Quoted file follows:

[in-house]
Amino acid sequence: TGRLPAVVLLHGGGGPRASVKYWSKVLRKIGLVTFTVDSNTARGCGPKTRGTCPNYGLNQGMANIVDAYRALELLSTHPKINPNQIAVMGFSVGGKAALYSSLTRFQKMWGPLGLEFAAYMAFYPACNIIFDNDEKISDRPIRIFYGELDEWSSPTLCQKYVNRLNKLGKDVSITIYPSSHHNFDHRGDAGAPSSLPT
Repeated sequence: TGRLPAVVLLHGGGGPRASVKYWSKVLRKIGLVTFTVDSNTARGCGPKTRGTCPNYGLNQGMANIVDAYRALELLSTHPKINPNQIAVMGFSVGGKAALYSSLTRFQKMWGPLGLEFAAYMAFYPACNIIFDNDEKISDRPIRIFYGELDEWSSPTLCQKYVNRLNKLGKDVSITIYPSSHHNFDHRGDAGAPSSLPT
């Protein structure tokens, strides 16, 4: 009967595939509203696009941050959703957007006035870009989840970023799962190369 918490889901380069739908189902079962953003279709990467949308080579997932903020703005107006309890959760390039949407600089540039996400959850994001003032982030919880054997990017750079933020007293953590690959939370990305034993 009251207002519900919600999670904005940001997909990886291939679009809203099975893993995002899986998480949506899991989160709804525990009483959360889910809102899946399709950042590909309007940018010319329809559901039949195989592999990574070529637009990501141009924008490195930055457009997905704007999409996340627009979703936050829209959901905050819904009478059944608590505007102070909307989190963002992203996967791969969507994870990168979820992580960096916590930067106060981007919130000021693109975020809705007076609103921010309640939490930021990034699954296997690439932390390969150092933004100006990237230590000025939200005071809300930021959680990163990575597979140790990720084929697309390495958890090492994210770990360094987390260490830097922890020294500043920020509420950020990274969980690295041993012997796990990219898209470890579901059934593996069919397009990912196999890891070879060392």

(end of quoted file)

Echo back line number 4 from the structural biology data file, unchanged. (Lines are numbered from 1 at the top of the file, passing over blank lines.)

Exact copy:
């Protein structure tokens, strides 16, 4: 009967595939509203696009941050959703957007006035870009989840970023799962190369 918490889901380069739908189902079962953003279709990467949308080579997932903020703005107006309890959760390039949407600089540039996400959850994001003032982030919880054997990017750079933020007293953590690959939370990305034993 009251207002519900919600999670904005940001997909990886291939679009809203099975893993995002899986998480949506899991989160709804525990009483959360889910809102899946399709950042590909309007940018010319329809559901039949195989592999990574070529637009990501141009924008490195930055457009997905704007999409996340627009979703936050829209959901905050819904009478059944608590505007102070909307989190963002992203996967791969969507994870990168979820992580960096916590930067106060981007919130000021693109975020809705007076609103921010309640939490930021990034699954296997690439932390390969150092933004100006990237230590000025939200005071809300930021959680990163990575597979140790990720084929697309390495958890090492994210770990360094987390260490830097922890020294500043920020509420950020990274969980690295041993012997796990990219898209470890579901059934593996069919397009990912196999890891070879060392």